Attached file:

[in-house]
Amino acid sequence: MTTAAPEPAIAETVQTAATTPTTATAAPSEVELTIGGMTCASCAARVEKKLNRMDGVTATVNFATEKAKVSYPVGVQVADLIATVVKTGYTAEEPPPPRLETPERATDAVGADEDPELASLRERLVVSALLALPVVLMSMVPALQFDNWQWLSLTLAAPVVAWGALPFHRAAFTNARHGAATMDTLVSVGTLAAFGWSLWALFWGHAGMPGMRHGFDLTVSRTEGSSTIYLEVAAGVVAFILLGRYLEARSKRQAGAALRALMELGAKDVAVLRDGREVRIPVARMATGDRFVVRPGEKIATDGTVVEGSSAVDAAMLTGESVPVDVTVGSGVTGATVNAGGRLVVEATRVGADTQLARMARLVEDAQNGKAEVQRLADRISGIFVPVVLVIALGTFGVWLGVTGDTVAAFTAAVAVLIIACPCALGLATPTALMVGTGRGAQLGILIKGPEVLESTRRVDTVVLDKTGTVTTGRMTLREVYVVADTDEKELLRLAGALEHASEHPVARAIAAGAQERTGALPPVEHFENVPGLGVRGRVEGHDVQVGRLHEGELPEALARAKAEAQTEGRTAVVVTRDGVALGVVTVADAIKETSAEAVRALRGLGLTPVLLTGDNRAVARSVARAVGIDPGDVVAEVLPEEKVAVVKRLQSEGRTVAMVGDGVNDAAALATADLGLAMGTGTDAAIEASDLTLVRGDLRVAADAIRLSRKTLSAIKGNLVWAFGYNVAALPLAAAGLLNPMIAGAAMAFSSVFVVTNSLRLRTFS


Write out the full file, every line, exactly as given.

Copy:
[in-house]
Amino acid sequence: MTTAAPEPAIAETVQTAATTPTTATAAPSEVELTIGGMTCASCAARVEKKLNRMDGVTATVNFATEKAKVSYPVGVQVADLIATVVKTGYTAEEPPPPRLETPERATDAVGADEDPELASLRERLVVSALLALPVVLMSMVPALQFDNWQWLSLTLAAPVVAWGALPFHRAAFTNARHGAATMDTLVSVGTLAAFGWSLWALFWGHAGMPGMRHGFDLTVSRTEGSSTIYLEVAAGVVAFILLGRYLEARSKRQAGAALRALMELGAKDVAVLRDGREVRIPVARMATGDRFVVRPGEKIATDGTVVEGSSAVDAAMLTGESVPVDVTVGSGVTGATVNAGGRLVVEATRVGADTQLARMARLVEDAQNGKAEVQRLADRISGIFVPVVLVIALGTFGVWLGVTGDTVAAFTAAVAVLIIACPCALGLATPTALMVGTGRGAQLGILIKGPEVLESTRRVDTVVLDKTGTVTTGRMTLREVYVVADTDEKELLRLAGALEHASEHPVARAIAAGAQERTGALPPVEHFENVPGLGVRGRVEGHDVQVGRLHEGELPEALARAKAEAQTEGRTAVVVTRDGVALGVVTVADAIKETSAEAVRALRGLGLTPVLLTGDNRAVARSVARAVGIDPGDVVAEVLPEEKVAVVKRLQSEGRTVAMVGDGVNDAAALATADLGLAMGTGTDAAIEASDLTLVRGDLRVAADAIRLSRKTLSAIKGNLVWAFGYNVAALPLAAAGLLNPMIAGAAMAFSSVFVVTNSLRLRTFS